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The Olympic Games in China are a Rubik's Cube, in the opinion of Ben Heine from Brussels. The five rings, symbolising the five continents with their colours and thereby all national flags, can be recomposed in Ben Heine’s cartoon. The result of this is not always pleasing: red, red, red, blue, yellow, black, black as a crow ...
The twisted rings form an endless chain. Moreover, nobody is able to burst these fetters. Ben Heine is a famous cartoon artist who combines newspaper articles, poems and symbols into an up to date political statement. Just like another great artists from Belgium, René Magritte, he is thereby shaking up the conventional ways of thinking and perceptions. Here it is the Rubik’s Cube that the Chinese dislocate in whatever way they see fit. (toonpool.com 05/08)
International Women’s Day, March 8, could be an annual day of celebration over the economic, political, and social advancements of women worldwide, and not just a press op for the Bush administration.
Condoleezza Rice on March 10 declared, “International Women’s Day reminds us of the critical role women play in addressing the economic, political, and human security challenges our world faces. The enfranchisement of women, supported at all levels, is essential to meeting our global prosperity. As history unfolds, nations are increasingly judged by whether they afford women equal opportunity. It is undeniable that the advancement of countries is inhibited when women are excluded, and it is unacceptable that women continue to be deprived of the opportunity to reach their full potential.”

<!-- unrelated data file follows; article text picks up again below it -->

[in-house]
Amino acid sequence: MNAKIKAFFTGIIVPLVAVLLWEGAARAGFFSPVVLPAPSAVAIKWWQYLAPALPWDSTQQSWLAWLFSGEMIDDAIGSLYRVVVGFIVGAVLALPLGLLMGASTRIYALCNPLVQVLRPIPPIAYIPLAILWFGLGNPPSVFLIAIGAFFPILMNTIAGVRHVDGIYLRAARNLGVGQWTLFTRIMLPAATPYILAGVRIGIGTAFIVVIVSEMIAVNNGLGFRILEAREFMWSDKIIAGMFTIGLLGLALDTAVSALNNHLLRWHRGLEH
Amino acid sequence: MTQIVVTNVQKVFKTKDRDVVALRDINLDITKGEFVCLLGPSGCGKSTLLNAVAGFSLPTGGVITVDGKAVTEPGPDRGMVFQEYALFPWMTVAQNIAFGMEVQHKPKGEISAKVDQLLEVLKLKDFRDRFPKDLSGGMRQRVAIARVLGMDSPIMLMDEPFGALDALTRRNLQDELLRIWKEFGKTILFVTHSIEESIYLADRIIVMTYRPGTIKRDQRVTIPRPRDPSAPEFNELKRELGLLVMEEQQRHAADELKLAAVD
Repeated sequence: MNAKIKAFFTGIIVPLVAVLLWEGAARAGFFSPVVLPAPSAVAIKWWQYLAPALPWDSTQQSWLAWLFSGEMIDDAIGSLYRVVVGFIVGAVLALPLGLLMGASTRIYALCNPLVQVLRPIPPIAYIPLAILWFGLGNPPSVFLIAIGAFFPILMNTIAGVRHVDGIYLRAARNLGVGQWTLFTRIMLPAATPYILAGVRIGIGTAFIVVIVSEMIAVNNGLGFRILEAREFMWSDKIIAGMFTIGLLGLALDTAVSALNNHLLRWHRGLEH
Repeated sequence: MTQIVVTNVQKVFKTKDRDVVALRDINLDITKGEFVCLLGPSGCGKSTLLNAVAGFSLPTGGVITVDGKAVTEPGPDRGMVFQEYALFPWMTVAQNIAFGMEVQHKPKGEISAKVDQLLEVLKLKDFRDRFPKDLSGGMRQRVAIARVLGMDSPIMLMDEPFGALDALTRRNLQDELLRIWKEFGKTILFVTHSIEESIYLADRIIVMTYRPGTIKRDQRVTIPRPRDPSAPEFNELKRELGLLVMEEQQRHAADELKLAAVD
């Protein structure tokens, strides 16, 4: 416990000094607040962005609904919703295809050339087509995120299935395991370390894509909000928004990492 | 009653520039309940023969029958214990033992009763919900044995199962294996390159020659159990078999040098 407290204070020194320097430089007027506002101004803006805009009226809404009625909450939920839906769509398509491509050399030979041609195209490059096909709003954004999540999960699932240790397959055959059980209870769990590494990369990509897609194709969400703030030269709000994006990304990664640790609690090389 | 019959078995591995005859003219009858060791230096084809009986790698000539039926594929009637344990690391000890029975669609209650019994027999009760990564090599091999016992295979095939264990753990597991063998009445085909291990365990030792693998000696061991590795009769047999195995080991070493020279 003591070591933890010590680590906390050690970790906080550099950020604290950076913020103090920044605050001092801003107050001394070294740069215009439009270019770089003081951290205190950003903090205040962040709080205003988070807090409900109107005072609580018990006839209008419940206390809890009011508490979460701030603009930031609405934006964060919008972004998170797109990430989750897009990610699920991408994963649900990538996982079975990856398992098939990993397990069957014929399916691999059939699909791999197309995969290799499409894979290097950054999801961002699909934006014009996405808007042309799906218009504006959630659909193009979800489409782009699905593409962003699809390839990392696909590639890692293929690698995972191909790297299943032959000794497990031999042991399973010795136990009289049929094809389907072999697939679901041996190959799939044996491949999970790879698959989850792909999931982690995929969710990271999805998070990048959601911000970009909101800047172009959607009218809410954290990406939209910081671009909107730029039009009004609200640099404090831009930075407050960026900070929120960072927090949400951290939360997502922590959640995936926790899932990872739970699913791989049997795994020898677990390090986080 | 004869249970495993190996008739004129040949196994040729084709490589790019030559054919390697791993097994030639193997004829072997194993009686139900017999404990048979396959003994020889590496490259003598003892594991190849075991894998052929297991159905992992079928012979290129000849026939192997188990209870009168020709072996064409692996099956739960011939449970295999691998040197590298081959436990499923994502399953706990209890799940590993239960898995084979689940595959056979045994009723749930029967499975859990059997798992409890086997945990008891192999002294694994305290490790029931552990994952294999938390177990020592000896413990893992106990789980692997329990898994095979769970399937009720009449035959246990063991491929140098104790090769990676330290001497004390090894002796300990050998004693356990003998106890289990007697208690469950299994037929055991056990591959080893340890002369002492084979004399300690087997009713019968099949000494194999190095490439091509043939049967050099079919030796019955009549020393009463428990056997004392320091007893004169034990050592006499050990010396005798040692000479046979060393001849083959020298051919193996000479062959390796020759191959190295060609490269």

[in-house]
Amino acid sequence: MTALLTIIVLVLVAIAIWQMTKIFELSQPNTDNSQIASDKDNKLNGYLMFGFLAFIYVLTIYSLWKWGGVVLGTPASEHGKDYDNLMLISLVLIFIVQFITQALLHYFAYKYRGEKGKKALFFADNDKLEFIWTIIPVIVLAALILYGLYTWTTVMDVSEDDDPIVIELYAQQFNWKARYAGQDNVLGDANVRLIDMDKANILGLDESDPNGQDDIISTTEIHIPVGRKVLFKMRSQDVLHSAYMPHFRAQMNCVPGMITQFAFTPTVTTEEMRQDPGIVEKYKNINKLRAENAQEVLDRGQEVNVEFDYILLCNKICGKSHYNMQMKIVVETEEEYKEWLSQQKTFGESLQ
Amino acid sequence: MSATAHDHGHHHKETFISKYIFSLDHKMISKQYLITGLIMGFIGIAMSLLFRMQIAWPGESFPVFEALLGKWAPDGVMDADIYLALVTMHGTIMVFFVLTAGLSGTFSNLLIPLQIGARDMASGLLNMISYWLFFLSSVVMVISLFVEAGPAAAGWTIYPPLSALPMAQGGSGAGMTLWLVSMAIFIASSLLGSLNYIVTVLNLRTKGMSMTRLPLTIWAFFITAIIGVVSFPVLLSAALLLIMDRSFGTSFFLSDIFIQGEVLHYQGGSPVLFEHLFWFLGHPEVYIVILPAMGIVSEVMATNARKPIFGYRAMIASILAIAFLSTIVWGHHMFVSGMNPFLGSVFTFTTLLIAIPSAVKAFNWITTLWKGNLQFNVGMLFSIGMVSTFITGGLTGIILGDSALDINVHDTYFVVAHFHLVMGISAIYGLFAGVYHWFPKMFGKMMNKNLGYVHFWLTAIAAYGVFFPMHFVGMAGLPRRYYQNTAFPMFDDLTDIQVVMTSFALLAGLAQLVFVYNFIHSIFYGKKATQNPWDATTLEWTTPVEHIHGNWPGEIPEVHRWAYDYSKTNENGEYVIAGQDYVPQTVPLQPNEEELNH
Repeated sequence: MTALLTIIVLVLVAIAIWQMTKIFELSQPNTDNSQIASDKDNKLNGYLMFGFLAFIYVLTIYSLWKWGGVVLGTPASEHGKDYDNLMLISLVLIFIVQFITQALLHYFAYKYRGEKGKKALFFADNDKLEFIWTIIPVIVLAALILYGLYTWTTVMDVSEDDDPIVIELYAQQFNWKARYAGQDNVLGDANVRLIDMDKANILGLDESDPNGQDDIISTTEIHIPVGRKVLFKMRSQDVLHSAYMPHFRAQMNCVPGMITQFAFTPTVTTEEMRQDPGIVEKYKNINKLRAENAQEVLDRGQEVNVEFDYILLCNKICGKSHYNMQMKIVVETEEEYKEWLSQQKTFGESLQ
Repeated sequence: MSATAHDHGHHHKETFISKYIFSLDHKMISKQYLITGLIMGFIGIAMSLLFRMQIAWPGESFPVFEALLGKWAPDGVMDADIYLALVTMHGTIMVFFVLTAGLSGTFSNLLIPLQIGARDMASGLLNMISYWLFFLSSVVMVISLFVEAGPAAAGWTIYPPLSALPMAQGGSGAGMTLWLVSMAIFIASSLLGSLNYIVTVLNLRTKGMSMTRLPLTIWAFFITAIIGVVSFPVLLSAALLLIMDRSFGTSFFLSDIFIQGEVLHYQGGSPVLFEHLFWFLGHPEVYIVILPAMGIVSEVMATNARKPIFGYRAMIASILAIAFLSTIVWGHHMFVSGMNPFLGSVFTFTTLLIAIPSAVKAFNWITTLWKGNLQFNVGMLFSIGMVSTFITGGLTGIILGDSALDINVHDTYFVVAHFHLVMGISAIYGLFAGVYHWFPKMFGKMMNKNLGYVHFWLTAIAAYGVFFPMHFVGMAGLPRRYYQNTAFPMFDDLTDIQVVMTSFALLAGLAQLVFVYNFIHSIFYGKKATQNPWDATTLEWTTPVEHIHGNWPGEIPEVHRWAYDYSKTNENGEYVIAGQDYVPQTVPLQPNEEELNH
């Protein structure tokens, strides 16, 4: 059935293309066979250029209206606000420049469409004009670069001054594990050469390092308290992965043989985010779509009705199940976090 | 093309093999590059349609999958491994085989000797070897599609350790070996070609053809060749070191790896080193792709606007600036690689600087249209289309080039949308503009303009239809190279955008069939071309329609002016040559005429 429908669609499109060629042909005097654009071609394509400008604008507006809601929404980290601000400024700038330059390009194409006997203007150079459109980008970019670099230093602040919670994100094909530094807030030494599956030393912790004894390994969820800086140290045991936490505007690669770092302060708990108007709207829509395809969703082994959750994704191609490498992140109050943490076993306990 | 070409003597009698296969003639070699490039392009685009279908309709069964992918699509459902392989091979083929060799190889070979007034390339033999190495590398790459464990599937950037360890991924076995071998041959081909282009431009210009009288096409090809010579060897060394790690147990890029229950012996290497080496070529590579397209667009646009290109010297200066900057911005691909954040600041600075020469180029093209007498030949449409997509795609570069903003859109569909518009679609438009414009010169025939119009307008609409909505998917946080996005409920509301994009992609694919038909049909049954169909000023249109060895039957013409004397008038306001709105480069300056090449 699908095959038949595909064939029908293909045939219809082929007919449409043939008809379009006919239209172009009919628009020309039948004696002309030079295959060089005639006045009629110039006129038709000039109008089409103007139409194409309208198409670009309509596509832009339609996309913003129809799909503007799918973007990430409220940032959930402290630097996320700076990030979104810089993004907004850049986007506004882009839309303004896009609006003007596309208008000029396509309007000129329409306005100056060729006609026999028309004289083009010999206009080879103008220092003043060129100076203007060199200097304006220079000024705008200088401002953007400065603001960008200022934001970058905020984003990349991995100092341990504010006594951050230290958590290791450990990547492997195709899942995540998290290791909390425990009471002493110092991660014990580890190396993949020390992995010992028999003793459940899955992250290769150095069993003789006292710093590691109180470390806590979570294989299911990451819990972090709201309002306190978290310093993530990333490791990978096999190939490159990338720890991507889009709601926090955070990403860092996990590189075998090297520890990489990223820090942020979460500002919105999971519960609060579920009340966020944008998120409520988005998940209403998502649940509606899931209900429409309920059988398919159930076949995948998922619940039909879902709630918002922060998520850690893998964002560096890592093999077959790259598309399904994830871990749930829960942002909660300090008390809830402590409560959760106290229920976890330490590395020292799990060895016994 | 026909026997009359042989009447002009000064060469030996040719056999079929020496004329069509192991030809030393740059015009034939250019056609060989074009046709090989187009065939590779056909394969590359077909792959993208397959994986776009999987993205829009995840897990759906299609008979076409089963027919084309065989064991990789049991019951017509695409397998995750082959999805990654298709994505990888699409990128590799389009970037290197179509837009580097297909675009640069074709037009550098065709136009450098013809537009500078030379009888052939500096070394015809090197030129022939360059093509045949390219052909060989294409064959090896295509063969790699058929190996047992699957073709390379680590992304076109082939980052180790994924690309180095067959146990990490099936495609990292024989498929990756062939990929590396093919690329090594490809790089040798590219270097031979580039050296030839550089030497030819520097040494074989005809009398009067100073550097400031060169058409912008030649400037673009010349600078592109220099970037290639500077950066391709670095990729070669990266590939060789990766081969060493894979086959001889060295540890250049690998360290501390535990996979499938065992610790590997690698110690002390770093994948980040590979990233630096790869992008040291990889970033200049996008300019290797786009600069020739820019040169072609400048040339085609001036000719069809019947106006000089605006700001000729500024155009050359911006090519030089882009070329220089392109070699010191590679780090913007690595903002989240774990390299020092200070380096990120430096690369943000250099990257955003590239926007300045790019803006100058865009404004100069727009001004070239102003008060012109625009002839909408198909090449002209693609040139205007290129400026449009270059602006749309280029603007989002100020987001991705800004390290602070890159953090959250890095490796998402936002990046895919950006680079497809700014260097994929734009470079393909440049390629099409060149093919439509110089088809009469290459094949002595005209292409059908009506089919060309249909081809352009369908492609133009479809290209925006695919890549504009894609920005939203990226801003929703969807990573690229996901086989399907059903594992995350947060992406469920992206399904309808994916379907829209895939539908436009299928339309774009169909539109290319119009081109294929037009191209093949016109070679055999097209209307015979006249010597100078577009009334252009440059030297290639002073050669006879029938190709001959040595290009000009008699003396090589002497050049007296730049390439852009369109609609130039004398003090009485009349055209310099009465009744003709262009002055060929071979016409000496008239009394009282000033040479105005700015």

Rice’s statement defies the reality of the situation, as many of us mourn what our government has done to the women of
The Iraq Freedom Congress (IFC), a grassroots political movement headquartered in
Hundreds of Iraqi women have been murdered by religious gangs and unveiled women are routinely targeted and threatened with violence if they don’t wear hijabs and follow strict Islamic law. The government has not moved to stop the violence or the threats, according to the Iraq Freedom Congress. The Iraq Freedom Congress “stands at the forefront of the struggle to expel these bandits from
The international protests against sexual discrimination are growing louder every year, says Al-Jawhary, and yet in
“We must put an end to the killing of women,” said Fryal Akbar, head of the IFC’s Women’s Bureau at a press conference in
“Women today have every right to defend themselves against the religious and sectarian gangs by all means.” She also warned that the IFC will not stand by watching crimes being committed without consequences. “From our experience, these gangs will not put an end to their crimes unless serious action is taken.”